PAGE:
Schumacher tries to wow delegates
AMSTERDAM — Lengthy clips from “Monsters, Inc.” and “Lilo and Stitch” toplined a 90-minute glimpse into the future of Walt Disney Feature Animation for foreign exhibs gathered Wednesday at Cinema Expo Intl.
With Disney facing threats to its animated supremacy as DreamWorks’ “Shrek” piles up global B.O. and rivals touted their toon wares at this year’s expo, animation prexy Thomas Schumacher tried energetically to wow delegates with highlights from the release slate all the way through to 2004.
Four extended sequences from Pixar’s “Monster, Inc.” certainly hit the spot for the assembled crowd. Pic is due for Euro release next spring.
A roughly animated opening passage from quirky Hawaiian comedy “Lilo and Stitch,” scheduled for summer 2002, met with a somewhat more guarded response, possibly due to an unusual blend of sci-fi and contempo elements (plus Elvis Presley songs thrown in for good measure), but reaction was generally positive.
Buena Vista Intl., Disney’s foreign arm, usually screens two movies — one animated and one live action — at Cinema Expo. But with “Pearl Harbor” already rolling into foreign theaters, the company decided to focus solely on animation, with Schumacher’s presentation followed by a screening of “Atlantis: The Lost Empire.”
Schumacher confirmed Disney’s new strategy to release large-format versions of its classic films every New Year’s Day, starting on Jan. 1 with a new cut of “Beauty and the Beast.”
He also showed clips from “Peter Pan — Return to Neverland,” the latest in a line of spring releases aimed at refreshing the company’s back catalog of characters.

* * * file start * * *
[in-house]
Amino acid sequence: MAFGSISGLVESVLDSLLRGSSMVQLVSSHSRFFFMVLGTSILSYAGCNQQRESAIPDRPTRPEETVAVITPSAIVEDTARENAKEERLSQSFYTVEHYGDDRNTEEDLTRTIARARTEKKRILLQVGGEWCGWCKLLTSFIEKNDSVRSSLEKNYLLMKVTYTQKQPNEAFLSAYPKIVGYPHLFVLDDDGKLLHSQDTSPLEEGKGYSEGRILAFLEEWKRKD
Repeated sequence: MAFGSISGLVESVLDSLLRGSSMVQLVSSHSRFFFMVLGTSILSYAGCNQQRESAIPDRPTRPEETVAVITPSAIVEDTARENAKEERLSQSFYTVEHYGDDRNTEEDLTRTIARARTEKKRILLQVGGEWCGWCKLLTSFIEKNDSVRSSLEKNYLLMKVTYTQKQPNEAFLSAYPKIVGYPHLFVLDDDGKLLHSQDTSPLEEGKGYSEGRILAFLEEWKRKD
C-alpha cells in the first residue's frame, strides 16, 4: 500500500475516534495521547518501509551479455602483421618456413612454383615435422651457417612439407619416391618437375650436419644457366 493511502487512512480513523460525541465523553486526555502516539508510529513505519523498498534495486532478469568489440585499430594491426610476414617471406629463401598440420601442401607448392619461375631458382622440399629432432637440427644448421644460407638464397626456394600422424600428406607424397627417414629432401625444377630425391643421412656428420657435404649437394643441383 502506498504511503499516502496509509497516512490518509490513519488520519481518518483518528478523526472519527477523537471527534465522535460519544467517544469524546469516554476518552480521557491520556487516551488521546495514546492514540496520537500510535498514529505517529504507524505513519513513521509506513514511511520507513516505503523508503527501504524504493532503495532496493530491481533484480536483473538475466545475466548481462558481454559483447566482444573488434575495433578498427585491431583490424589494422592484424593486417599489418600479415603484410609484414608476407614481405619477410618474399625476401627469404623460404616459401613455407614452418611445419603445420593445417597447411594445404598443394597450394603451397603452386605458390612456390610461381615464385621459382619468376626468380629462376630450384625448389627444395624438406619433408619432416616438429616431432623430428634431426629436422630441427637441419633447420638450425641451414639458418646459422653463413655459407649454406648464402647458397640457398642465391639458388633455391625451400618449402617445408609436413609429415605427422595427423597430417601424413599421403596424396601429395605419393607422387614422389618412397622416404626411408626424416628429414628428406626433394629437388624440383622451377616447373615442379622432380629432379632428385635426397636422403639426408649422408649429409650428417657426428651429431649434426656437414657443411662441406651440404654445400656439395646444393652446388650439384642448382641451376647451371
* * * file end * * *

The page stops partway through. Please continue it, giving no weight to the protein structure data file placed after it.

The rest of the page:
“Treasure Planet,” an updating of “Treasure Island,” will follow “Lilo and Stitch” into theaters at the end of 2002. Pixar’s “Finding Nemo” (of which no clips were shown) is scheduled for summer 2003.
Schumacher also gave a brief glimpse of the musical Western “Sweating Bullets,” with Judi Dench as the voice of a cow, which is on course for fall 2003. The following year, 2004, will bring “Bears,” with music by Phil Collins, and “Toy Story” director John Lasseter’s top-secret next project.
Day three of Cinema Expo also featured the return of Warner Bros. to the event for the first time in several years after a change in command at the studio’s international arm.
Warner’s Veronika Kwan-Rubinek, prexy of international distribution, and Sue Kroll, prexy of international marketing, hosted a breakfast and promo reel screening followed by an unspooling of “Cats and Dogs.”
After “Doctor Dolittle 2” the previous night, then Disney’s usual gamut of cute critters and with Columbia next due to present “The Animal,” delegates were starting to itch for some human drama.